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As the feeder cattle auction rolls on, auctioneer Kyle Elwood, left, and Farmers & Ranchers Livestock Commission Manager Mike Samples, right, take bids from the buyers in the crowd. (Journal photo by Jennifer Theurer.)

Kyle Elwood, Lindsborg, Kansas, still remembers the sound of his own heartbeat filling his ears the first time he auctioned off some butcher cows at Pratt Livestock, Pratt, Kansas.

As a youngster, he had been enamored with livestock auctioneers. Then as a student at Pratt Community College, Elwood sorted cattle at the livestock market after his classes were done for the day. He saw an opportunity and asked the manager, Mike Lewis, if he could give auctioneering a try some time.

As Elwood was sorting cattle behind the livestock market one morning, Lewis told him he’d get his opportunity toward the end of the sale.

“He said, ‘Stay clean, kid, ’cause you’re going to sell cows tonight,’” Elwood said. “I’d show up around 10 a.m. and the sale would run until 10 p.m., so I had a few hours to be nervous.”

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Kyle Elwood, Lindsborg, Kansas, auctioneers the feeder cattle sale at Farmers & Ranchers Livestock Commission, Salina, Kansas. (Journal photo by Jennifer Theurer.)

More than 30 years later, Elwood is still selling cows and is assistant manager of Farmers & Ranchers Livestock in Salina, Kansas.

According to the Saline County Register of Deeds, Farmers & Ranchers has been a registered business since Oct. 5, 1966. Current Manager Mike Samples bought it in the early 1990s and offered Elwood a full-time job.

“I kind of lucked out taking a full-time job here,” Elwood said. “It’s a hard profession to get into.”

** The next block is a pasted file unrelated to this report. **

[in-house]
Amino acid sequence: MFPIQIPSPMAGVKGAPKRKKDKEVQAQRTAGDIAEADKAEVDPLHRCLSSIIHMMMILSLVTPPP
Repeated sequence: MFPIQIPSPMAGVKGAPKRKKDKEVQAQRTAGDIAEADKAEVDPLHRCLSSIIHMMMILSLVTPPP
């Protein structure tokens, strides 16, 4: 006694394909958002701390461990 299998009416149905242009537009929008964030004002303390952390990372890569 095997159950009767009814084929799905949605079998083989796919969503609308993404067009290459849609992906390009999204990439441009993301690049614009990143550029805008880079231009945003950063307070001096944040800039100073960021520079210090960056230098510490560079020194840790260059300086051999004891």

The cattle industry in general can be a hard profession. The hours are long and there are few guarantees of how much or how often you’ll get paid. Livestock markets like Farmers & Ranchers strive to give their customers an opportunity for a better price.

“It’s not hard (for Farmers & Ranchers) to draw cattle from 200 miles away in about every direction,” Elwood said. “We get some cattle out of the Dakotas, Wyoming and northern Nebraska.”

Top the market

Livestock markets run large numbers of cattle through their sale rings, but don’t let the numbers intimidate you. The quality of your cattle matters more than the quantity.

Joe Barbour, region executive officer, Livestock Marketing Association, quoted one of his colleagues at LMA when he said, “Where else can a producer with a pickup truck and gooseneck trailer top the market that day besides a livestock market?”

The Livestock Marketing Association, of which Farmers & Ranchers is a member, represents livestock markets at the state and federal levels of government, as well as offering more local resources, such as customer service advice and insurance products.

“Our members are professional marketers that do their very best job to bring the highest amount of money for that producer on sale day,” Barbour said.

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In Salina, Kansas, Farmers & Ranchers Livestock Commission auctioneer, Kyle Elwood, takes bids from the buyers in the crowd at a recent feeder cattle sale. (Journal photo by Jennifer Theurer.)

Sale day results can fluctuate because of weather and market conditions. But there are larger factors at play as well.

The Jan. 1 cattle inventory from the U.S. Department of Agriculture’s National Agricultural Statistics Service, reported a decline of 400,000 head as compared to last year. Urbanization is taking over some rural areas, and ground that was once used for pastures is seeing a plow for the first time.

Those conditions could spell disaster if livestock producers don’t use available resources, like their local livestock market, to get the best price available.

“We’ve got multiple bidders, through competition, bidding on that livestock in order to find its true price,” Barbour said. “Our members are experts in evaluating those cattle and placing them in situations where they can reach the most value for their customer.”

Jennifer Theurer can be reached at 620-227-1858 or jtheurer@hpj.com.

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